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  • black

  • black and grey

  • black and iron grey

  • black and kline blue

  • black and pearl grey

  • black and white

  • black with grey band

  • black with grey braces

  • black with grey waist band

  • Black with red band

  • Black with red collar

  • Black with red sleeve

  • black with white and red embroidery

  • Black with white embroidery

  • blue

  • blue ceruleo and kline blue

  • blue ceruleo and pearl grey

  • fiordaliso blue

  • green and blue

  • grey and fiordaliso blue

  • Grey and red

  • grey with black braces

  • grey with red band

  • Grey with red collar

  • Grey with red sleeve

  • grey with red waist band

  • Grey with white and red embroidery

  • grey with white, black and red embroidery

  • indaco blue

  • kline blue

  • light blue

  • pearl grey

  • pearl grey and kline blue

  • red

  • Red and grey

  • Red with black and white embroidery

  • red with black band

  • red with black, grey and white embroidery

  • red with grey band

  • red with grey braces

  • Red with grey grey collar

  • Red with grey sleeve

  • red with grey waist band

  • royal blue and black

  • white

  • White and grey

  • white with black and grey embroidery

  • white with black band

  • White with black collar

  • White with black embroidery

  • white with grey braces

  • White with grey waist band

  • white with red band

  • White with red sleeve

I’m a dreamer, a child who loved to play with paper dolls cut out from an album, with the dresses to be colored and overlaid on the figurine.

I’m Annalisa Surace, designer and creator of IJO design. After graduating in architecture, I got the Master degree in Design Management at the Domus Academy, and this is where the idea was born.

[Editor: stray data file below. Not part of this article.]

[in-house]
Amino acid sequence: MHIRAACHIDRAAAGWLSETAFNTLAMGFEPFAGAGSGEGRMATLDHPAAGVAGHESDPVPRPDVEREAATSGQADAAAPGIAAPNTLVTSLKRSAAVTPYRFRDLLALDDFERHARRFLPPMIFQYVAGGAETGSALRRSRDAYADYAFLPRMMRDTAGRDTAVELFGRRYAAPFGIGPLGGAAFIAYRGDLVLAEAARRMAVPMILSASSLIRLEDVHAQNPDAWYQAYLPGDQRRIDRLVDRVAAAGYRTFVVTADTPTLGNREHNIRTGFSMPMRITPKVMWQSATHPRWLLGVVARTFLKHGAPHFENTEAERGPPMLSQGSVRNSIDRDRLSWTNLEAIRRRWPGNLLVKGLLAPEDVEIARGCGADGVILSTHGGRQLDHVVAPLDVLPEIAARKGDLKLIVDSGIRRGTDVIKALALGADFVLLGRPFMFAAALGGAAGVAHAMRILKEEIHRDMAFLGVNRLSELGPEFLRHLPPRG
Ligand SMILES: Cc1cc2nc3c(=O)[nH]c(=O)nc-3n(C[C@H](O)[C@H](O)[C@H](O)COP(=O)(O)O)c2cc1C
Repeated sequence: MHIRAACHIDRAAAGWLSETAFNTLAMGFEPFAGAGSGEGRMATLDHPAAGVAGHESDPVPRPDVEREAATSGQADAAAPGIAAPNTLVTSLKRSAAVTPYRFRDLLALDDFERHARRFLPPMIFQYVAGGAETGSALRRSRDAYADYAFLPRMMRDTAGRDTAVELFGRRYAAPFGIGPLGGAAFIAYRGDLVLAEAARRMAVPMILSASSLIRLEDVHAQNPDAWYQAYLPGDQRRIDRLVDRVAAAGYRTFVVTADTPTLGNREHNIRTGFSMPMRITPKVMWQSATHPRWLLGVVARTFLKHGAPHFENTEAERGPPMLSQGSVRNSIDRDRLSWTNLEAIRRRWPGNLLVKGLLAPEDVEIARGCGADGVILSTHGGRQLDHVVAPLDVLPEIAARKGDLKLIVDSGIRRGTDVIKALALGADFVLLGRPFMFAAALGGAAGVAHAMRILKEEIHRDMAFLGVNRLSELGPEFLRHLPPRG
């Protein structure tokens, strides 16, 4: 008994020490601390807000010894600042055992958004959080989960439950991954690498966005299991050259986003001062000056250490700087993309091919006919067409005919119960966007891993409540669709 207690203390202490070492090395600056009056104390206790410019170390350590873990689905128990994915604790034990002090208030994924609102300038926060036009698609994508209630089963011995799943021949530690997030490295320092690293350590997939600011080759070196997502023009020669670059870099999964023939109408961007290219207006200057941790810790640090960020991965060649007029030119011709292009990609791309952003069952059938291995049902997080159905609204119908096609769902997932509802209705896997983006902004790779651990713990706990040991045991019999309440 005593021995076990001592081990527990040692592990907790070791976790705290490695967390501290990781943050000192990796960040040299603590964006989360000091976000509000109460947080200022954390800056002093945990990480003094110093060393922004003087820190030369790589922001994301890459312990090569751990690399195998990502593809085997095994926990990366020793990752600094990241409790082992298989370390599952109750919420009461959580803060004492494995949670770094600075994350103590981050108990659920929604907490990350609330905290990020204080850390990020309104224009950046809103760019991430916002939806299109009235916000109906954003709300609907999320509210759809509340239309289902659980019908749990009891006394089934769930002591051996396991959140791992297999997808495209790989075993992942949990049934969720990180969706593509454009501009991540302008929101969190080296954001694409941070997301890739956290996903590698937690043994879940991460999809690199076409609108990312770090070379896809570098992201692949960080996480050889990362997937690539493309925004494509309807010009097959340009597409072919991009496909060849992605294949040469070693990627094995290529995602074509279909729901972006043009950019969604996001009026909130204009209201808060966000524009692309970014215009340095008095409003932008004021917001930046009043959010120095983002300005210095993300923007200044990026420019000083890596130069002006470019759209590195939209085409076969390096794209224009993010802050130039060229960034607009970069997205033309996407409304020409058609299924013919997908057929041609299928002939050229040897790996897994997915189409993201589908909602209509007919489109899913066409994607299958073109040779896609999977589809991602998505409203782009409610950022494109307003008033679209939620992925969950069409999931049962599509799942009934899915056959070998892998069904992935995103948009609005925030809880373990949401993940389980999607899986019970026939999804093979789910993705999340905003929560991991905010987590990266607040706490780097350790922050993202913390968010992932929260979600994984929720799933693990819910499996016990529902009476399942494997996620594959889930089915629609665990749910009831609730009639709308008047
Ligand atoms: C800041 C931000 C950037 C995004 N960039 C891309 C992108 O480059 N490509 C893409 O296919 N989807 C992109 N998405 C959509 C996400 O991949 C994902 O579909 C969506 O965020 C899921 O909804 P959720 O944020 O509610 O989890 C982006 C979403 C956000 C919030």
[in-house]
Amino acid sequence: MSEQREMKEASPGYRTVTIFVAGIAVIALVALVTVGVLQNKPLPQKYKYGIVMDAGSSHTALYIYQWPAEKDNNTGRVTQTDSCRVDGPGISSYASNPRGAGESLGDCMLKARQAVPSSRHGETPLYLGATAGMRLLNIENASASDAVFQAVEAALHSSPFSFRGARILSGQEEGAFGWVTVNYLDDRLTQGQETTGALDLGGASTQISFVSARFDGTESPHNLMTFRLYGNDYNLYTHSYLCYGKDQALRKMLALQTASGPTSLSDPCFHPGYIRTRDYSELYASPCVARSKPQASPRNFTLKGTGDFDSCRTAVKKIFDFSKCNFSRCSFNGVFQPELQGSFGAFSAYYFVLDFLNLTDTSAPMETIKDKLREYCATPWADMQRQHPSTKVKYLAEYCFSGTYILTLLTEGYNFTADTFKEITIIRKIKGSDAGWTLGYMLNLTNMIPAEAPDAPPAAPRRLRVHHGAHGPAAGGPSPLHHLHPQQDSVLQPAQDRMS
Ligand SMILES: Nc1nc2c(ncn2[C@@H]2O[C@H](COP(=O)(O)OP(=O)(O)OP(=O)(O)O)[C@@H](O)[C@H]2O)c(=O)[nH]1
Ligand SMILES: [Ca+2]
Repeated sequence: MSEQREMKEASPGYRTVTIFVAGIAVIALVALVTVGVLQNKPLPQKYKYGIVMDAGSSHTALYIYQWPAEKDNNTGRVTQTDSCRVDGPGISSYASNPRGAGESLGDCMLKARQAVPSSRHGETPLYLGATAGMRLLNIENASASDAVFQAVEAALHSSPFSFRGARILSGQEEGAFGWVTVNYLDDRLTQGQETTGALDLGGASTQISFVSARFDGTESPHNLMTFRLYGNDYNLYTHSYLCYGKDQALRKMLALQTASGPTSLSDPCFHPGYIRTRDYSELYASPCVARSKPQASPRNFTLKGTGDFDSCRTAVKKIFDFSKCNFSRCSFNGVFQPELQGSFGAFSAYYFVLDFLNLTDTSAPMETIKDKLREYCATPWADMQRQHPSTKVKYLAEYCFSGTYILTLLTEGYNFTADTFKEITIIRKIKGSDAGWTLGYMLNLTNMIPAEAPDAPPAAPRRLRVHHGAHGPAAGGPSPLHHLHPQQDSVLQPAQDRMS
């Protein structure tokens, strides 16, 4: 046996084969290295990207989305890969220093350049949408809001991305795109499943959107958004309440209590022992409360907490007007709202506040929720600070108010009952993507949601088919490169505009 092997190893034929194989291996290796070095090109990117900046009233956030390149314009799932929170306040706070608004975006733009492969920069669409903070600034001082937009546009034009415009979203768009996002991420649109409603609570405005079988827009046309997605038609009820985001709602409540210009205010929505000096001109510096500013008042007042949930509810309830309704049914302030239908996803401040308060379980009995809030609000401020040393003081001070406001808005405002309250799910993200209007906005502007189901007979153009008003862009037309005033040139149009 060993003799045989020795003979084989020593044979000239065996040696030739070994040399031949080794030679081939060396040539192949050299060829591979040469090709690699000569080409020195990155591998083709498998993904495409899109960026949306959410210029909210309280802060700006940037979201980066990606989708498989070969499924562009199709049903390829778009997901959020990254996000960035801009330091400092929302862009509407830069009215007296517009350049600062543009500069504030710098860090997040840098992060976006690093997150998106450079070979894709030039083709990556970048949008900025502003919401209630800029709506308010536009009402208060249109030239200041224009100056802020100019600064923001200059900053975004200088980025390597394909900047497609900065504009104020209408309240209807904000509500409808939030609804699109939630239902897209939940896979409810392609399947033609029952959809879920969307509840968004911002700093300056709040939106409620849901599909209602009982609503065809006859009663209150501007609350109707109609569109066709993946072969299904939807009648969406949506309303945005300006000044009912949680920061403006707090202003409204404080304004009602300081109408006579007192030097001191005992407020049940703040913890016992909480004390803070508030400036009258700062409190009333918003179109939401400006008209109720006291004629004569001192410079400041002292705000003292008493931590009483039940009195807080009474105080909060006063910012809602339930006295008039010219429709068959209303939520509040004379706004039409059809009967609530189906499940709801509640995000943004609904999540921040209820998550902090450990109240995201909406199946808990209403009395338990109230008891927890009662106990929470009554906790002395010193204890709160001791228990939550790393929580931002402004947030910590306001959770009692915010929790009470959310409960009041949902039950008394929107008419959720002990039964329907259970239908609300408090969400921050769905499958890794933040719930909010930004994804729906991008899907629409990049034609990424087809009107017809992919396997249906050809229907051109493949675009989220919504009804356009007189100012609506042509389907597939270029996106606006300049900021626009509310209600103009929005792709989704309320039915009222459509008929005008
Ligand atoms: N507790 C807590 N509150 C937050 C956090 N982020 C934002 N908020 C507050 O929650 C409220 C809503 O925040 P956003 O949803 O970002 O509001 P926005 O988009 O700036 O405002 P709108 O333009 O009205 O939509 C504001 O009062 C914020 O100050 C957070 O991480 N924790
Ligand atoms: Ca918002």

My project became a reality in 2001 with the aim of exploring a new territory for those years and creating the union between craftsmanship and design. With IJO design I investigated issues that ten years later will become an essential prerequisite for a conscious business development, such as the recovery and enhancement of traditional workings of the territory, the continuous search for cultural references, traces of memory, and the link with the genius loci also expressed by the name IJO, ‘sole’ in griko, the ancient language of Magna Grecia.

The starting point is the house, and the creation of textile collections and furnishing accessories made with different traditional materials.

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But the passion for the fabric, where all the senses are involved, takes over and so my aesthetic research takes a precise path, that of the threads that wind on the frame.

Scarves also become a pretext for experimenting with the creation of unique pieces presented in art galleries or events and exhibitions of texile art.

Today IJO design is the combination of fashion, craftsmanship and design according to sustainable economic and environmental values, a production with an eco-sensitivity for the respect of the environment and the well-being of the person.

The IJO design collections are in fact made on ancient hand looms made of ancient olive wood in our small workshops in Puglia as the entire production chain, up to the finished garment.

The fabric, the true protagonist of the brand, is created to give shape to every single collection; the search for noble, certified fibers is combined with ancient techniques and refined workmanship, then deconstructed and transformed into clothes and accessories with simple geometric shapes, architectural inspiration.

In the endless possibilities offered by the intertwining of warp and weft, each unique piece woven  is created on a sketch in every minimum detail through the suggestion of a material metamorphosis that becomes the hallmark of the brand.

In the packaging phase the idea is that of the cloth without cuts, but completed with finishes and sartorial seams, exposed selvages, woven fringes, deliberately unfinished works in a game that recalls the story of a story of endless threads.

IJO design has a recognizable identity, a strong international attitude and is part of a context of research of new languages ​​in a growing sector such as that of sustainable luxury craftsmanship